Developmental Disorders Due to Prenatal Opioid Exposure Only Occur at High Doses: Study

The study does not address the other pregnancy risks linked to opioid use in previous research, such as birth defect risks and neonatal abstinence syndrome.

Despite known health risks associated with many users of opioid painkiller during pregnancy, the findings of a new study suggest that infants only appear to face a risk of developmental disorders following long-term use or exposure to high doses.

In findings published late last month in the medical journal The BMJ, South Korean researchers report that the risks of autism, attention deficit hyperactivity disorder (ADHD) and other developmental disorders only increase slightly when pregnant women use opioids while pregnant, resulting in a minimally statistically significant increase. However, one the researchers says the finding is not clinically significant.

Researchers focused on whether opioids during pregnancy could increase the risk of neuropsychiatric disorders such as epilepsy, depressive disorders, attention deficit hyperactivity disorder (ADHD), mood disorders, and other conditions. They used data from the National Health Insurance Service of South Korea from 2009 to 2017, including data from 3.1 million infants and mothers.

A total of 2.9 million children were identified with no prenatal opioid exposure, and that data was compared to information on 216,000 infants who had prenatal opioid exposure during pregnancy.

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Overall, the data indicates opioid exposure during pregnancy only resulted in a 7% increased risk of neuropsychiatric and mental disorders from opioid exposure during pregnancy. However, the risk of neuropsychiatric disorders was slightly elevated if the pregnant mother was exposed during the first trimester, took higher doses of opioids, or took them for longer than 60 days during pregnancy.

The exposure to opioids during pregnancy also modestly increased the child’s risk of suffering from mood disorders, ADHD, and intellectual disability.

“Opioid use during pregnancy was not associated with a substantial increase in the risk of neuropsychiatric disorders in the offspring,” the researchers concluded. “A slightly increased risk of neuropsychiatric disorders was observed, but this should not be considered clinically meaningful given the observational nature of the study, and limited to high opioid dose, more than one opioid used, longer duration of exposure, opioid exposure during early pregnancy, and only to some neuropsychiatric disorders.”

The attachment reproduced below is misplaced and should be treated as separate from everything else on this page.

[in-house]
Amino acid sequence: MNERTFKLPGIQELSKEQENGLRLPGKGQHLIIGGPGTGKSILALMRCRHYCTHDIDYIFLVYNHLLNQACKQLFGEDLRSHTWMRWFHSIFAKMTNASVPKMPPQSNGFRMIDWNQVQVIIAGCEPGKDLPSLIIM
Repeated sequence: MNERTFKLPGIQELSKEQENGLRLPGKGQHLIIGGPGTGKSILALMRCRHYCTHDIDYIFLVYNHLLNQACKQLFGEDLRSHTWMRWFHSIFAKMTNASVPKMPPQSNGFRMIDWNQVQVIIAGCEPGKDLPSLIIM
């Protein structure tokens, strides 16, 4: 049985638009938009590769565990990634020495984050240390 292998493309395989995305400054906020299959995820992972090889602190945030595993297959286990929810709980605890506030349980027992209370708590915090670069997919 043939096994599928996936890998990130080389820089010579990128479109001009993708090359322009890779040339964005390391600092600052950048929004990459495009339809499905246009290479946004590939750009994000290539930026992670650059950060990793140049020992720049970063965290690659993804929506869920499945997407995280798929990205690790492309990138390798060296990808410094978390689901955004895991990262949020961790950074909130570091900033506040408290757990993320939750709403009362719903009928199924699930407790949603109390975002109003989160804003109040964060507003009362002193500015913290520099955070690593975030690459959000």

Opioid Pregnancy Risks

While this latest study specifically addresses developmental disorders, health experts have identified numerous other reasons not to be careful with opioid use during pregnancy.

Opioid pregnancy use increases the risk of neonatal abstinence syndrome (NAS, which involves infants born with severe withdrawal symptoms from exposure to the addictive medications before birth. Exposure to opioids during pregnancy has also been linked to increased risks of preterm birth, birth defects, and can result in breathing and feeding problems for the child.

As a result of the widespread abuse of the drugs in recent years, the number of infants born with opioid withdrawal symptoms has skyrocketed over the past decade, with estimates indicating opioid addiction among pregnant women has increased more than 300%.

Prior research has also warned that using extremely strong opioid painkillers, like fentanyl, during pregnancy is also linked to an increased risk of birth defects like cleft palate and clubbed feet. Additionally, the rates of opioid withdrawal syndrome have skyrocketed in recent years, which may translate to increased rates of birth defects in American children.


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